Connolly, Jo-Ann, Clarke, Douglas and Williams, Graham (2011) The use of forensic mRNA analysis to determine stain age. In: Proceedings of the 7th National FORREST Conference 2011(FORensic RESearch and Teaching). The Higher Education Academy UK Physical Sciences Centre in conjunction with Nottingham Trent University, Nottingham, UK, p. 26.

Research in to the use of mRNA analysis in forensic investigations is making significant progress with
the use of body fluid identification being the current focus. One other use of the mRNA analysis may
be in stain age determination. One question frequently asked by investigating officers and the courts
is ‘can you tell when the stain was deposited?’ with the answer always being negative.
One of the features of RNA is that it degrades rapidly as it is broken down by ribonucleases. It has
been suggested that using a decay rate ratio, derived from two endogenous controls differentially
expressed within the body fluid stain, should eliminate the effect of any external decomposition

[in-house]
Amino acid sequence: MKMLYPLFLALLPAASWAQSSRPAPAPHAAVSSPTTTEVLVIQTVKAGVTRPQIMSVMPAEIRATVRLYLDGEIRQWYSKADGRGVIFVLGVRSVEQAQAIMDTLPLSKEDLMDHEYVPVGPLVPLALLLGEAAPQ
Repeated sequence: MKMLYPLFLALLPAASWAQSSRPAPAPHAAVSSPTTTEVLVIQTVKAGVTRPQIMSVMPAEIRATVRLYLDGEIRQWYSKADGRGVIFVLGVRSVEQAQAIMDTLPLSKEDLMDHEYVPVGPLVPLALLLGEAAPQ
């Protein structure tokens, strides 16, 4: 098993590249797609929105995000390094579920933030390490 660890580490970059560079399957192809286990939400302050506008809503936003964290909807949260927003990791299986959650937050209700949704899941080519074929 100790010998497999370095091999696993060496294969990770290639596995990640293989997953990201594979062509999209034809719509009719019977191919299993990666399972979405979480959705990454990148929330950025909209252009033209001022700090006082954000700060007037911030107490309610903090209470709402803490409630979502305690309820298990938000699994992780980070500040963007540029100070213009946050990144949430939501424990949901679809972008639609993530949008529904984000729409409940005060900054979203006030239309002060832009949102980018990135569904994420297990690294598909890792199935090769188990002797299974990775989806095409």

factors. This should be expressed as a linear change in mRNA expression over time. The aim of the
study was to try and demonstrate proof of principle and explore any limitations.
Blood and saliva samples have been collected on a regular basis over the past year. Blood samples
were collected using the pin prick method and depositing stains on to a sterile filter paper. Saliva
samples were collected in the form of buccal swabs. Samples were extracted using Qiagen RNeasy
Kit and Oligo dT coated magnetic beads, with the appropriate modifications for each body fluid. The
extracted samples then underwent reverse transcription using MMLV and random hexamers. The
resulting cDNA was then quantified using real-time PCR and Taqman probes and targeting two
housekeeping genes, GAPDH and β-Actin. The two values from quantifying GAPDH and β-Actin were
then expressed as a ratio. The proof of principle would be demonstrated by a linear downward
expression of GAPDH and β-Actin over time.
Future work will involve optimising the protocols, identifying the shortest stain age per body fluid as
well as exploring the use of more housekeeping genes.

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